Milly tells the story of ‘the incident’, something that happened last summer involving her twin sister, Lily, that has changed her life forever.
Milly tells her story through a mixture of narration and journal entries, building around the incident – which is mentioned but not explained until later on. It’s a way of gathering tension and suspense, but the story's pace suffers for it and it's difficult not to skip ahead a few chapters just to see what happened to Lily. The characters are well developed, likeable and believable, and the setting and the lives the characters inhabit are detailed and well thought-out. Milly’s mother – whose background we gradually learn of – could easily be developed into a separate story.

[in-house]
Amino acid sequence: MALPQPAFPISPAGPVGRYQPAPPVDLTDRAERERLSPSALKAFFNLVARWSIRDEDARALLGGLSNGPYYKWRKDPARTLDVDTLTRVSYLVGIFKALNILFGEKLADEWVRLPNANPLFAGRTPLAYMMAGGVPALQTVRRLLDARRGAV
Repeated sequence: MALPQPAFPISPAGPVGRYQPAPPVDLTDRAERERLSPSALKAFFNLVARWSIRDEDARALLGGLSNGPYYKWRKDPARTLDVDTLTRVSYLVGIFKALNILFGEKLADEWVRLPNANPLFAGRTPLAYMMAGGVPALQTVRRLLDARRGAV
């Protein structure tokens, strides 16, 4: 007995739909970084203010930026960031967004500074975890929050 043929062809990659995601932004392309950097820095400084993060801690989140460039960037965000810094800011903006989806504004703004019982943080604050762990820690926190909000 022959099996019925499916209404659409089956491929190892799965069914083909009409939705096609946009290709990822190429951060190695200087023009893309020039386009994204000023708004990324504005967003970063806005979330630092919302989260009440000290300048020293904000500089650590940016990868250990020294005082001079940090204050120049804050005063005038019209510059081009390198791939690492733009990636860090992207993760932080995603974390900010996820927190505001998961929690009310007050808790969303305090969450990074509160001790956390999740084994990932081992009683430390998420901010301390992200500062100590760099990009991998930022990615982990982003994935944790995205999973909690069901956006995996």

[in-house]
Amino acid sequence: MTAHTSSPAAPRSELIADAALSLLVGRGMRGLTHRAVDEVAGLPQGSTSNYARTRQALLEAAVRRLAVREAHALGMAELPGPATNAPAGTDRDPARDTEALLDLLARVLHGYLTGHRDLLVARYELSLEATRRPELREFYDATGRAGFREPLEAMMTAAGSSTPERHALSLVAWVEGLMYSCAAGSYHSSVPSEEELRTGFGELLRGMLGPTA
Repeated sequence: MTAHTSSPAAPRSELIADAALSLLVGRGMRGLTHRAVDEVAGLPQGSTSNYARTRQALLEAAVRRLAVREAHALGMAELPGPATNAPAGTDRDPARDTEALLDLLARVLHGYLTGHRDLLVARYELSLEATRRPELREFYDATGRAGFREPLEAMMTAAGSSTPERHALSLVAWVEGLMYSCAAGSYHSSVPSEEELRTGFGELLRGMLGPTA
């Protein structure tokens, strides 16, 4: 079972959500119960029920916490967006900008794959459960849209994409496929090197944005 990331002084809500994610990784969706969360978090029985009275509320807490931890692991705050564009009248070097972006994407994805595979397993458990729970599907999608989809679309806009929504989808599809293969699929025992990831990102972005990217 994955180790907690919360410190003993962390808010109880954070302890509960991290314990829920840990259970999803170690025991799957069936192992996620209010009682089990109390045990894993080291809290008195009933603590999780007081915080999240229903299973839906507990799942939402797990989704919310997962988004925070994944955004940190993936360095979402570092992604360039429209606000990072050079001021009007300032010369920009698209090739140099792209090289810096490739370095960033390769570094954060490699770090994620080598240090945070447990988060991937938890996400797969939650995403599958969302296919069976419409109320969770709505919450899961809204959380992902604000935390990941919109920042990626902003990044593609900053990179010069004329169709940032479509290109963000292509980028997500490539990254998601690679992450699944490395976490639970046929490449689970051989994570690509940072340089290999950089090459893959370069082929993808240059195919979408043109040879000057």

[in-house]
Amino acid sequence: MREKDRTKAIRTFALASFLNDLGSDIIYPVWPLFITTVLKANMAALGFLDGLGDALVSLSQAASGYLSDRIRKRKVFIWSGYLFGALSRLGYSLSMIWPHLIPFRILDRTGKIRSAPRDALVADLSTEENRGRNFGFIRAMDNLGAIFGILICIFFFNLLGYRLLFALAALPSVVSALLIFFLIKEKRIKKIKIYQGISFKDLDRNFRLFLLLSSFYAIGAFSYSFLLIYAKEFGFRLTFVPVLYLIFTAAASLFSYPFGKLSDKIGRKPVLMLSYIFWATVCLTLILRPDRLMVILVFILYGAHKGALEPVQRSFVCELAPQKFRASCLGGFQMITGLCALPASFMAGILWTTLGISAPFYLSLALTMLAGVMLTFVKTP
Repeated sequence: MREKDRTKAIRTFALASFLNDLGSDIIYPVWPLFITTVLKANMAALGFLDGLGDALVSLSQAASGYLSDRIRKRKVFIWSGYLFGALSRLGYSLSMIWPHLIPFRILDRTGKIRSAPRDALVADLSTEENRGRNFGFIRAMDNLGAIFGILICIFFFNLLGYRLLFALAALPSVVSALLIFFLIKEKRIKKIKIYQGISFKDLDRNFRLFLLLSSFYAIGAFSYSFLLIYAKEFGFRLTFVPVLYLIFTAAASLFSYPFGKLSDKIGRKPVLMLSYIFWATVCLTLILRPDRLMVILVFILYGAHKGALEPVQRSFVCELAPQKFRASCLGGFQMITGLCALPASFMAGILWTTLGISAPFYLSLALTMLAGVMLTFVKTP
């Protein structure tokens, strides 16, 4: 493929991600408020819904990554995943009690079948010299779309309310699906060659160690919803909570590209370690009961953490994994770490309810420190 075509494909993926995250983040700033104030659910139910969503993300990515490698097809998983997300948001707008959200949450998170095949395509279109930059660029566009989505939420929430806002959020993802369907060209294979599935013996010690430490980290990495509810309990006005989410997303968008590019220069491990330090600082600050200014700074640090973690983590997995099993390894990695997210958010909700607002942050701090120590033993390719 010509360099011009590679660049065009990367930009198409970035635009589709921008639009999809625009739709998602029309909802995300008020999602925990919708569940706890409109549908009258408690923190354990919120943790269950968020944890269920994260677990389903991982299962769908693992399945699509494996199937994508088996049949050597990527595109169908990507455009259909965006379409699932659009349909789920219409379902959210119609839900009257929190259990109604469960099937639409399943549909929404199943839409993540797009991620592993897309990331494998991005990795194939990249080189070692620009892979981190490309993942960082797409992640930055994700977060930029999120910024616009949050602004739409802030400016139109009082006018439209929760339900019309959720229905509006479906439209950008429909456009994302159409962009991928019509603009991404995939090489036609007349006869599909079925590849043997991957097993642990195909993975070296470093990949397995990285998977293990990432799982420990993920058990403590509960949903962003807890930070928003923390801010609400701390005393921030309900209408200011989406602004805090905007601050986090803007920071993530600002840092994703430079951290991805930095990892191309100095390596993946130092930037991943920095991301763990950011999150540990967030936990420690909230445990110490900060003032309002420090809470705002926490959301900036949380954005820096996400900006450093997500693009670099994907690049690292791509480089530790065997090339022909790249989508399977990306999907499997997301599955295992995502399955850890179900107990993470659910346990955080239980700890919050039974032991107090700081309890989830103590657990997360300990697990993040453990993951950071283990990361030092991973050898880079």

Lily is portrayed as strong, lively and almost self-centered, while Milly is slightly more timid and reserved. She is perceieved as living in the shadow of her slightly older twin, which the reader can tell she’s had enough of. But as the story develops Milly gets stronger, and is finally free to break away from her domineering sibling. A new school, new friends and the arrival of a new family from America and their 16-year-old-son takes Milly’s life in a new direction. Me Myself Milly is a dark and surprising story that makes you stop and dwell on what happens beneath the surface of apparently close families.